I was grabbing a soda at the local Circle K for the two hour drive out to Kansai Airport for our flight to Tokyo. Further to my texts and discussions with my brother and mom about “Gahn Bar Ay!” I thought about my less than rudimentary Japanese language skills. But I think I’m getting the hang of it.
I think it was in the year 2000 that I first came to Japan. My brother, an East Asian Studies scholar, was wearing multiple hats that trip as a family member, translator, and tour guide. One of my fondest memories was discussing with him over dinner the kanji characters we’d encountered and how baffled I was by it all. That said, I told him at least I could identify the post offices as their kanji looked like three ninjas. Anytime we’d pass one I’d read the sign like a four-year-old and announce, “Ninja-ninja-ninja! That means Post Office!”
I told Mom this story on the flight over from the US and mentioned I really wanted to snap a photo outside a three ninja post office to send to Steve; I wasn’t sure he’d even remember this silly little moment on our trip as it meant a lot to me but probably just felt like one more example of his country bumpkin brother gawking at the city lights. So imagine my surprise and disappointment as mom and I strolled the streets of Kyoto and came across a post office only to discover a) there’s a lot more than three kanji characters on the sign and b) maybe only one of those characters appears ninja-ish to me and definitely not three in a row.
It seems unlikely they changed the kanji so I wonder what I saw or why I remember so clearly the ninja-ninja-ninja story.
My Japanese language skills now are therefore less than a toddler, less than even a twenty month old newborn just learning to form words.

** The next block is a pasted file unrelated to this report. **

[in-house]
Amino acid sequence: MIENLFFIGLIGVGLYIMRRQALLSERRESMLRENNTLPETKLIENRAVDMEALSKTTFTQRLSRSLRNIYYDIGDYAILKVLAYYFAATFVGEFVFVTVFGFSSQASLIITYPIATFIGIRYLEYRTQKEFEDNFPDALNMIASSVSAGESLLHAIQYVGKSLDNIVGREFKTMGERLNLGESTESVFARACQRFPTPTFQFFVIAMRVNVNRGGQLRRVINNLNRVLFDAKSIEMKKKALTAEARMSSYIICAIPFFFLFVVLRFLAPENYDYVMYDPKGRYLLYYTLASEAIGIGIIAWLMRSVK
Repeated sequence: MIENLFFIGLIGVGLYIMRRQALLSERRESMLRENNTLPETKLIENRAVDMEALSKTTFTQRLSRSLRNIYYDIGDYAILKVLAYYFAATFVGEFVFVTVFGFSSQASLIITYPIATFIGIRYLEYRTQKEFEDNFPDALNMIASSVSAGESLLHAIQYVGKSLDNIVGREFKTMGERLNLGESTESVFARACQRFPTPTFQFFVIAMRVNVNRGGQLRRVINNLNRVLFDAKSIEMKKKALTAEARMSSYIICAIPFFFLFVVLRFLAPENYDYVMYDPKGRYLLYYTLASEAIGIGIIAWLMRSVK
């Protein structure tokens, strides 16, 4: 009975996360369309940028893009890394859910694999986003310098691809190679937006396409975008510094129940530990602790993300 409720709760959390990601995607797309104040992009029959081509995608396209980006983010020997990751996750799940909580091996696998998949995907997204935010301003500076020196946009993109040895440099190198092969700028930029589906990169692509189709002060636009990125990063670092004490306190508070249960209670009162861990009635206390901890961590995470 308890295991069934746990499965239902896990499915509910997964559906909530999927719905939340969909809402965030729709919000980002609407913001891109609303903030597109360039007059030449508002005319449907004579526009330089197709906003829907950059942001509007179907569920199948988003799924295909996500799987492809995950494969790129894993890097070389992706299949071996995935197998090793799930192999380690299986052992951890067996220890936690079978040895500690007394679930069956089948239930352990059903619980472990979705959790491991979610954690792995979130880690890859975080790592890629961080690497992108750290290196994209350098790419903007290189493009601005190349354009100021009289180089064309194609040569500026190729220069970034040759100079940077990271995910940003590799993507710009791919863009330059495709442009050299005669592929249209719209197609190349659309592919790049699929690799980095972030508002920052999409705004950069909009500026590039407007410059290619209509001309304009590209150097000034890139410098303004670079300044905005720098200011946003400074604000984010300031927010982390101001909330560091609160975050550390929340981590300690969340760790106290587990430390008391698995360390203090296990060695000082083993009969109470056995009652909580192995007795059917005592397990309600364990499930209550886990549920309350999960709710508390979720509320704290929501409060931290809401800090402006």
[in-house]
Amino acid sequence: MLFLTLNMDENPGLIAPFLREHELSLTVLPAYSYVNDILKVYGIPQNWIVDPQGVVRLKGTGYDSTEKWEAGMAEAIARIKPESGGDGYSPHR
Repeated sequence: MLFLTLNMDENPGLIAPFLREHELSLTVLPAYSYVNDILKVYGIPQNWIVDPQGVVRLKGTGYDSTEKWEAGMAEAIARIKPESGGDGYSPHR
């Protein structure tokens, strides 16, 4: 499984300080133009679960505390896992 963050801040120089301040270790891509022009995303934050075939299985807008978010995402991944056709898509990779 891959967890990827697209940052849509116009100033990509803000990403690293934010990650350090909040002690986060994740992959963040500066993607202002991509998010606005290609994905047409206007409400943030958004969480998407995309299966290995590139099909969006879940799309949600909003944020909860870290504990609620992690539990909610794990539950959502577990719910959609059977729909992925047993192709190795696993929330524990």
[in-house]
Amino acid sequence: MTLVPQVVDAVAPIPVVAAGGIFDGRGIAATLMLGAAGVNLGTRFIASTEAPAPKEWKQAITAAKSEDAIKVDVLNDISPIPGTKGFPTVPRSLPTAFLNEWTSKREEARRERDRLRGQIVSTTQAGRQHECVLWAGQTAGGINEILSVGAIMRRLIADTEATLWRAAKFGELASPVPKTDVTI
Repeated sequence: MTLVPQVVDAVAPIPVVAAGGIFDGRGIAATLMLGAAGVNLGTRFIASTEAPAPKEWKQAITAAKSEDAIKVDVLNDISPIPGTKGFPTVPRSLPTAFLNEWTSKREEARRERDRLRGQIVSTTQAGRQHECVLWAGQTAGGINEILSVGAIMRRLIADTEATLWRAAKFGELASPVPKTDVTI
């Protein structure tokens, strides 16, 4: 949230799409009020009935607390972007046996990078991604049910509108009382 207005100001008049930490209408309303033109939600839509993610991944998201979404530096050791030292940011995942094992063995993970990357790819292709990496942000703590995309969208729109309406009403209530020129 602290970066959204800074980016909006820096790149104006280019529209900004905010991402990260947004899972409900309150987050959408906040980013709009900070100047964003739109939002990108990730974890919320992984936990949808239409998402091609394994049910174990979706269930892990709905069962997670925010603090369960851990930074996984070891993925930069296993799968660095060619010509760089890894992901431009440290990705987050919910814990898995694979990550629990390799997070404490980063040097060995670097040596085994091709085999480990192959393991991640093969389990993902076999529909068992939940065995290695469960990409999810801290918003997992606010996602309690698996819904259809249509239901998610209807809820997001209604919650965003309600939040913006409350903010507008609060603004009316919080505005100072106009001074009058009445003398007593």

But I take some solace in that I cracked the kanji code for these signs just outside my hotel. Much like the non-Dick-San bike pictographs, the drawings helped in the first sign… and my ill-advised rubric of viewing kanji as hieroglyphics to puzzle out meaning informs the second.
Clearly the drawings translate this Japanese text into “Loading Zone. Five minute maximum.”
As to this one:
The kanji looks to me like a person waving under a bus stop sign so I want to say this translates into “Waiting/Loading Zone.” It’s right above the aforementioned five minute sign so I feel like I’m in the ballpark.
I’ll need to bug Steve to get confirmation. Even with augmented reality, I don’t know if there’s a smartphone app that allows one to take a photo of a sign and have the cloud servers translate it into another language. I should a) Google that and b) if it doesn’t exist I should patent that ASAP!
A Last Minute Update – I googled “Post Ofive in Japanese” and cane across this image for the Japan Post Network — it looks like three ninjas to me!